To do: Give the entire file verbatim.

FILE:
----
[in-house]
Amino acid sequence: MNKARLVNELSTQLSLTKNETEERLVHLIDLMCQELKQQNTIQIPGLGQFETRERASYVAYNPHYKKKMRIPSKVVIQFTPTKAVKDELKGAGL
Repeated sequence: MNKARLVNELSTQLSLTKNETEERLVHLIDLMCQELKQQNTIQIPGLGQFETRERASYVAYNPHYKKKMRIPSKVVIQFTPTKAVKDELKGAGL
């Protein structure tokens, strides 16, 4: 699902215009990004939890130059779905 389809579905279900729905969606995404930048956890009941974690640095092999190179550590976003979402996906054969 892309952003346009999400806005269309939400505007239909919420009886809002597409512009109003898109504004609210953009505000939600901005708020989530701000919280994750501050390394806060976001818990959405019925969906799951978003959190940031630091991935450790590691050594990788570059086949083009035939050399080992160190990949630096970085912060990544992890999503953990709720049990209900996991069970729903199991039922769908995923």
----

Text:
[in-house]
Amino acid sequence: MNKARLVNELSTQLSLTKNETEERLVHLIDLMCQELKQQNTIQIPGLGQFETRERASYVAYNPHYKKKMRIPSKVVIQFTPTKAVKDELKGAGL
Repeated sequence: MNKARLVNELSTQLSLTKNETEERLVHLIDLMCQELKQQNTIQIPGLGQFETRERASYVAYNPHYKKKMRIPSKVVIQFTPTKAVKDELKGAGL
């Protein structure tokens, strides 16, 4: 699902215009990004939890130059779905 389809579905279900729905969606995404930048956890009941974690640095092999190179550590976003979402996906054969 892309952003346009999400806005269309939400505007239909919420009886809002597409512009109003898109504004609210953009505000939600901005708020989530701000919280994750501050390394806060976001818990959405019925969906799951978003959190940031630091991935450790590691050594990788570059086949083009035939050399080992160190990949630096970085912060990544992890999503953990709720049990209900996991069970729903199991039922769908995923």